The Recording Industry Association of New Zealand has spent $250,000 sending out notices to suspected music pirates. So far, they’ve recouped a single $616 fine.
So far, New Zealand’s music industry has spent 342 times what it’s made prosecuting pirates.
According to the New Zealand Herald, the Recording Industry Association of New Zealand (RIANZ) has spent NZ $250,000 ($211,725 US) on its anti-piracy campaign since a new copyright law took effect in 2011. It’s only identified twelve pirates so far, and only one of those, an unnamed woman who claimed in court that she “couldn’t figure out” her torrenting program, has actually gone to trial.
The case resulted in a fine of $616.57 ($521.74 US).
Copyright owners in New Zealand have to pay a $25 fee if they want Internet service providers to forward their claim on to suspected pirates. The RIANZ has sent out 6,000 notices so far, at a cost of $150,000, and has unsuccessfully petitioned the government to reduce that fee so it can send more notices.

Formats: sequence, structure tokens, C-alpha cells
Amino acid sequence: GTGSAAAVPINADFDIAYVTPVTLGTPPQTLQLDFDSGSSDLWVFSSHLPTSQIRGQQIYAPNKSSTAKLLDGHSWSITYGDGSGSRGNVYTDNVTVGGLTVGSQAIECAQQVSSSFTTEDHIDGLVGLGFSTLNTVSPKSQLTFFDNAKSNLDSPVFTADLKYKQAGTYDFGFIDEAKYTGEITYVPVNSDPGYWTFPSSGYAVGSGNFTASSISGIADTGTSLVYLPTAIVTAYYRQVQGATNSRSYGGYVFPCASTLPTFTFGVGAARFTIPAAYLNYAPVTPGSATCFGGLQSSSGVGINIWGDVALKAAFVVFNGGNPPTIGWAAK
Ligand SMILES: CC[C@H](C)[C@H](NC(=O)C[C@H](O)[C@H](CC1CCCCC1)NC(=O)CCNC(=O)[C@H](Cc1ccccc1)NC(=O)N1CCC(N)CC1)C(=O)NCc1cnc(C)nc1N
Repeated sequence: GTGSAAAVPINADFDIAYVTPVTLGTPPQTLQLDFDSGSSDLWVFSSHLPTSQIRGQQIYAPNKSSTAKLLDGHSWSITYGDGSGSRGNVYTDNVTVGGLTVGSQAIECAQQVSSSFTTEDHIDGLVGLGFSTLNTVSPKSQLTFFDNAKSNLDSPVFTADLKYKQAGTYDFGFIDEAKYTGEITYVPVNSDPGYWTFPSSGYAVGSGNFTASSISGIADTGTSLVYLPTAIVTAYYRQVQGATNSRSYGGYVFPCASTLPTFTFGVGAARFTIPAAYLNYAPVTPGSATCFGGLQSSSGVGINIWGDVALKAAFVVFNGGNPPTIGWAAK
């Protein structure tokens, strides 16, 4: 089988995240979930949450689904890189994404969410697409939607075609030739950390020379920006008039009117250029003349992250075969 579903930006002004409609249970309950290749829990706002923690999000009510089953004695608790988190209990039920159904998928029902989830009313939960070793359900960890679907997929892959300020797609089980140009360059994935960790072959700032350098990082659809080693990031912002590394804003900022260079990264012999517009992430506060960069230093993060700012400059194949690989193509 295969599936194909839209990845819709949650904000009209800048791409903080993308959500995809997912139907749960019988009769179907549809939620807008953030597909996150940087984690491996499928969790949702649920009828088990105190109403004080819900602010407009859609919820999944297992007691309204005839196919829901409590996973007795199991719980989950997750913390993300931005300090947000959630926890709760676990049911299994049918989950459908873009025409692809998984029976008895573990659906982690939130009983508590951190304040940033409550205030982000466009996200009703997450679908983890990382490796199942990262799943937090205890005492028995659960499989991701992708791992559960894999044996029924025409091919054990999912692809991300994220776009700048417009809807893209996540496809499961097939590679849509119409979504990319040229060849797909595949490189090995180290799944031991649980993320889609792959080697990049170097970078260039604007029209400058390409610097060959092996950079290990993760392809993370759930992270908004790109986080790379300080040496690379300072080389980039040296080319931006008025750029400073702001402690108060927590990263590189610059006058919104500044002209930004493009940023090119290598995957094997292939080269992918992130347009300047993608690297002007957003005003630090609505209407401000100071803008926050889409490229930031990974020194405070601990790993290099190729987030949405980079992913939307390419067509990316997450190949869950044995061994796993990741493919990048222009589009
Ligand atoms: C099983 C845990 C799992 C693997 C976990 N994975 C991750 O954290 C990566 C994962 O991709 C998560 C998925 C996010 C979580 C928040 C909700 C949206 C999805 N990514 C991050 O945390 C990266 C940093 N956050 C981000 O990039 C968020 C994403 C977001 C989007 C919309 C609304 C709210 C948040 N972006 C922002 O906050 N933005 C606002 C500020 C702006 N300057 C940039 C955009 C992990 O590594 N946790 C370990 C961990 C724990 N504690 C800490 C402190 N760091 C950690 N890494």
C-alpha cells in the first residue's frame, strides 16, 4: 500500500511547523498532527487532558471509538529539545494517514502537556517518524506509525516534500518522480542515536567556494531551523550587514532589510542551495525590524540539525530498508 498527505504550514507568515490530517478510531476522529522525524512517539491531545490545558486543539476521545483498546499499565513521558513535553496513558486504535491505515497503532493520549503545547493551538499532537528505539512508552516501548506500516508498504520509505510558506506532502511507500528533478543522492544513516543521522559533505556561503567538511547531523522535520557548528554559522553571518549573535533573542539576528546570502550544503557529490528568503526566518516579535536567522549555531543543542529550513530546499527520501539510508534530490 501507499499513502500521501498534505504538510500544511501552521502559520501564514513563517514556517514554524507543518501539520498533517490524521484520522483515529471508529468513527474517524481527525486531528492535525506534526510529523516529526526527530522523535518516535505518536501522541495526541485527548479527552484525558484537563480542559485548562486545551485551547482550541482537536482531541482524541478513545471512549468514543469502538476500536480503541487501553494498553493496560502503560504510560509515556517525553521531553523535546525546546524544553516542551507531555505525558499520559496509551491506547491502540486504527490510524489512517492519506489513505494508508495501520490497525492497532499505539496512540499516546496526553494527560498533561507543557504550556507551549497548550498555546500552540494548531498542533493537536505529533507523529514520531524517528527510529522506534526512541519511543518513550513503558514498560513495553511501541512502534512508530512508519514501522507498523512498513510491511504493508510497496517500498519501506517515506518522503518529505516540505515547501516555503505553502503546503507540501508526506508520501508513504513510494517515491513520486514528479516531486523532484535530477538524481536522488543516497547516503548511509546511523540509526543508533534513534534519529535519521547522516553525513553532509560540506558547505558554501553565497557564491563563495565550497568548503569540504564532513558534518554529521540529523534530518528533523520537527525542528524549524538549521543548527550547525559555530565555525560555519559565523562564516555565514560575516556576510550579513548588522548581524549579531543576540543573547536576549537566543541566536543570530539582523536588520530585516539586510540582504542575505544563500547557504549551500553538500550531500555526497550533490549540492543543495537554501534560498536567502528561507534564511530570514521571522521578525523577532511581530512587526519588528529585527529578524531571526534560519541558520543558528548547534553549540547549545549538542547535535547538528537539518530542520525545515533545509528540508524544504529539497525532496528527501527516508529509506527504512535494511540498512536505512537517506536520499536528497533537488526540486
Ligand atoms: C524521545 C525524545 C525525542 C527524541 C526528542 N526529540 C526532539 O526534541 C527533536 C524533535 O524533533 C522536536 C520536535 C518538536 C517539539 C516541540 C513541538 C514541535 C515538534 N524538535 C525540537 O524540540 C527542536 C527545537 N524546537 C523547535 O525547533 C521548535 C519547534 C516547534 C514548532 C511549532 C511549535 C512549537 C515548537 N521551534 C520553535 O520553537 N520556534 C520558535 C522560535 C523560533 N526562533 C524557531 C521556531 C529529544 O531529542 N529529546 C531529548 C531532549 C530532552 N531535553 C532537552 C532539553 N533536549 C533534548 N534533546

It’s not necessarily the case that the RIANZ has been wasting its money, however. Like the soon-to-be-implemented Copyright Alerts System in the U.S., the RIANZ aims to intimidate casual downloaders away from piracy, and reportedly believes most people who receive a notice stop pirating.
New Zealand’s law is similar to France’s controversial HADOPI, which reserves the right to cut off users’ Internet access if they’re found to serially pirate copyrighted content. Critics have pointed out that HADOPI has cost nearly $15 million a year, and the country’s Minister of Culture has pointed out that’s “expensive to send a million emails.” According to some reports, HADOPI has indeed reduced piracy, though that has not been couple with increased music sales, as record companies had hoped.
With only a single case study, it’s impossible to tell so far if New Zealand’s law has changed anyone’s decision on whether to pirate music. From her court testimony, it seems that the one woman who was fined in court—who was charged with downloading the same Rihanna song twice, as well as one more song—didn’t understand what she was doing.
“I don’t know why it shows that I would try to download the same song twice,” she said in a written testimony. “I figured out how to delete the song that was still trying to download but still couldn’t figure out how to delete the whole program until just recently when I got someone to look at it.”
Photo by puuikibeach/Flickr
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